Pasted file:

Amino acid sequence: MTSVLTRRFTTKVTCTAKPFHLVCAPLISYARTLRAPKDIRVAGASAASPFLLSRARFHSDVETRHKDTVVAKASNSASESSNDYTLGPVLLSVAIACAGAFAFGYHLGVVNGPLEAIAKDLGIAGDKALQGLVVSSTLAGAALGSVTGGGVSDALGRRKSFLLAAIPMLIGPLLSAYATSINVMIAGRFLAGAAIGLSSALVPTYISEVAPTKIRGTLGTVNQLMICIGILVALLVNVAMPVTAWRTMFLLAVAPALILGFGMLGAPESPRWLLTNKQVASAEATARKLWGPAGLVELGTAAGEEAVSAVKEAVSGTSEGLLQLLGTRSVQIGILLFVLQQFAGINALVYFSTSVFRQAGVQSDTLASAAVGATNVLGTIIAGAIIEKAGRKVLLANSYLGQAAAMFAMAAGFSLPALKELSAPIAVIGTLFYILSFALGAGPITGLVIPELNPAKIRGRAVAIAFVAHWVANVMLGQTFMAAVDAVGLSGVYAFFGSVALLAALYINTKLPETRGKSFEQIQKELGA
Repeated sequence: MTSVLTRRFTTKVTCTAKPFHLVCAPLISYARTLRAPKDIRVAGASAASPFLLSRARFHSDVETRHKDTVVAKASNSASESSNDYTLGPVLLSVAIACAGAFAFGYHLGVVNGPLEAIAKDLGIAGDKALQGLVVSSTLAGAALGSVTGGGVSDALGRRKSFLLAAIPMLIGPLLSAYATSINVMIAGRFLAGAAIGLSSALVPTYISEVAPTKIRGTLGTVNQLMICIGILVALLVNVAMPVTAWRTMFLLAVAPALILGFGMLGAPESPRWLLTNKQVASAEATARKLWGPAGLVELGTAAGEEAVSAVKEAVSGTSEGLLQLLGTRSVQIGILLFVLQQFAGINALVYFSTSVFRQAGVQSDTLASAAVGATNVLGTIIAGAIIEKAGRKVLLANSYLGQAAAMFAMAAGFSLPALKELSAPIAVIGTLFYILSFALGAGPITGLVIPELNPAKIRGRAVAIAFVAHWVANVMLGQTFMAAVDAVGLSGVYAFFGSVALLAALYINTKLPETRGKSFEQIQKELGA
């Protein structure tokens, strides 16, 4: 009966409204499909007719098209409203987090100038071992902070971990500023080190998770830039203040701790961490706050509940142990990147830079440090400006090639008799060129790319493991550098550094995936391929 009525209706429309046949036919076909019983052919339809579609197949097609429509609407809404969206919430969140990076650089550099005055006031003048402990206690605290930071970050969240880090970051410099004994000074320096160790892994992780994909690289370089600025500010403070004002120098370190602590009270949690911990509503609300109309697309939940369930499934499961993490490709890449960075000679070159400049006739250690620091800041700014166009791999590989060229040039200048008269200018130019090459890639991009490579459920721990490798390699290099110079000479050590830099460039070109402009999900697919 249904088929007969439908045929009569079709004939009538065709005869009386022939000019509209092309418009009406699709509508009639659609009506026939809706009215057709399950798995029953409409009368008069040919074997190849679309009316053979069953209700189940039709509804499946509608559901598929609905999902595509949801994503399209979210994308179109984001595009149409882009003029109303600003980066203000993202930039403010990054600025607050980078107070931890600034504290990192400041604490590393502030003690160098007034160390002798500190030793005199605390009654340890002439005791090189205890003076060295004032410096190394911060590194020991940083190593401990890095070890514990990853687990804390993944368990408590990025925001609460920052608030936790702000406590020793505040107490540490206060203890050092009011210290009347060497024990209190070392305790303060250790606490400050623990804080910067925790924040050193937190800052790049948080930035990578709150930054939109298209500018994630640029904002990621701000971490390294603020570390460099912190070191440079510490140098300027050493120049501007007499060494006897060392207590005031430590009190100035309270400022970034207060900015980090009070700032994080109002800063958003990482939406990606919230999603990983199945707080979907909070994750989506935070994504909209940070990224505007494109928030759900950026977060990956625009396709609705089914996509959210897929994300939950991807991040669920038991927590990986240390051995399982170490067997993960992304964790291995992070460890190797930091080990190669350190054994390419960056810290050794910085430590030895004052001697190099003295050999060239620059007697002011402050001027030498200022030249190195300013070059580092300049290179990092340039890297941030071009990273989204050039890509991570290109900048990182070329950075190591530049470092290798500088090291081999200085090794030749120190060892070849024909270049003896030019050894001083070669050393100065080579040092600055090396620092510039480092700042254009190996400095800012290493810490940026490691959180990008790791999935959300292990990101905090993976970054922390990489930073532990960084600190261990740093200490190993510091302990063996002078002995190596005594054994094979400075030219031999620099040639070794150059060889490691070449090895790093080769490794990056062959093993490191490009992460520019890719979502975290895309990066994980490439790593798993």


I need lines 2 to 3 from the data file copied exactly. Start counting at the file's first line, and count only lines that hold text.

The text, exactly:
Repeated sequence: MTSVLTRRFTTKVTCTAKPFHLVCAPLISYARTLRAPKDIRVAGASAASPFLLSRARFHSDVETRHKDTVVAKASNSASESSNDYTLGPVLLSVAIACAGAFAFGYHLGVVNGPLEAIAKDLGIAGDKALQGLVVSSTLAGAALGSVTGGGVSDALGRRKSFLLAAIPMLIGPLLSAYATSINVMIAGRFLAGAAIGLSSALVPTYISEVAPTKIRGTLGTVNQLMICIGILVALLVNVAMPVTAWRTMFLLAVAPALILGFGMLGAPESPRWLLTNKQVASAEATARKLWGPAGLVELGTAAGEEAVSAVKEAVSGTSEGLLQLLGTRSVQIGILLFVLQQFAGINALVYFSTSVFRQAGVQSDTLASAAVGATNVLGTIIAGAIIEKAGRKVLLANSYLGQAAAMFAMAAGFSLPALKELSAPIAVIGTLFYILSFALGAGPITGLVIPELNPAKIRGRAVAIAFVAHWVANVMLGQTFMAAVDAVGLSGVYAFFGSVALLAALYINTKLPETRGKSFEQIQKELGA
């Protein structure tokens, strides 16, 4: 009966409204499909007719098209409203987090100038071992902070971990500023080190998770830039203040701790961490706050509940142990990147830079440090400006090639008799060129790319493991550098550094995936391929 009525209706429309046949036919076909019983052919339809579609197949097609429509609407809404969206919430969140990076650089550099005055006031003048402990206690605290930071970050969240880090970051410099004994000074320096160790892994992780994909690289370089600025500010403070004002120098370190602590009270949690911990509503609300109309697309939940369930499934499961993490490709890449960075000679070159400049006739250690620091800041700014166009791999590989060229040039200048008269200018130019090459890639991009490579459920721990490798390699290099110079000479050590830099460039070109402009999900697919 249904088929007969439908045929009569079709004939009538065709005869009386022939000019509209092309418009009406699709509508009639659609009506026939809706009215057709399950798995029953409409009368008069040919074997190849679309009316053979069953209700189940039709509804499946509608559901598929609905999902595509949801994503399209979210994308179109984001595009149409882009003029109303600003980066203000993202930039403010990054600025607050980078107070931890600034504290990192400041604490590393502030003690160098007034160390002798500190030793005199605390009654340890002439005791090189205890003076060295004032410096190394911060590194020991940083190593401990890095070890514990990853687990804390993944368990408590990025925001609460920052608030936790702000406590020793505040107490540490206060203890050092009011210290009347060497024990209190070392305790303060250790606490400050623990804080910067925790924040050193937190800052790049948080930035990578709150930054939109298209500018994630640029904002990621701000971490390294603020570390460099912190070191440079510490140098300027050493120049501007007499060494006897060392207590005031430590009190100035309270400022970034207060900015980090009070700032994080109002800063958003990482939406990606919230999603990983199945707080979907909070994750989506935070994504909209940070990224505007494109928030759900950026977060990956625009396709609705089914996509959210897929994300939950991807991040669920038991927590990986240390051995399982170490067997993960992304964790291995992070460890190797930091080990190669350190054994390419960056810290050794910085430590030895004052001697190099003295050999060239620059007697002011402050001027030498200022030249190195300013070059580092300049290179990092340039890297941030071009990273989204050039890509991570290109900048990182070329950075190591530049470092290798500088090291081999200085090794030749120190060892070849024909270049003896030019050894001083070669050393100065080579040092600055090396620092510039480092700042254009190996400095800012290493810490940026490691959180990008790791999935959300292990990101905090993976970054922390990489930073532990960084600190261990740093200490190993510091302990063996002078002995190596005594054994094979400075030219031999620099040639070794150059060889490691070449090895790093080769490794990056062959093993490191490009992460520019890719979502975290895309990066994980490439790593798993």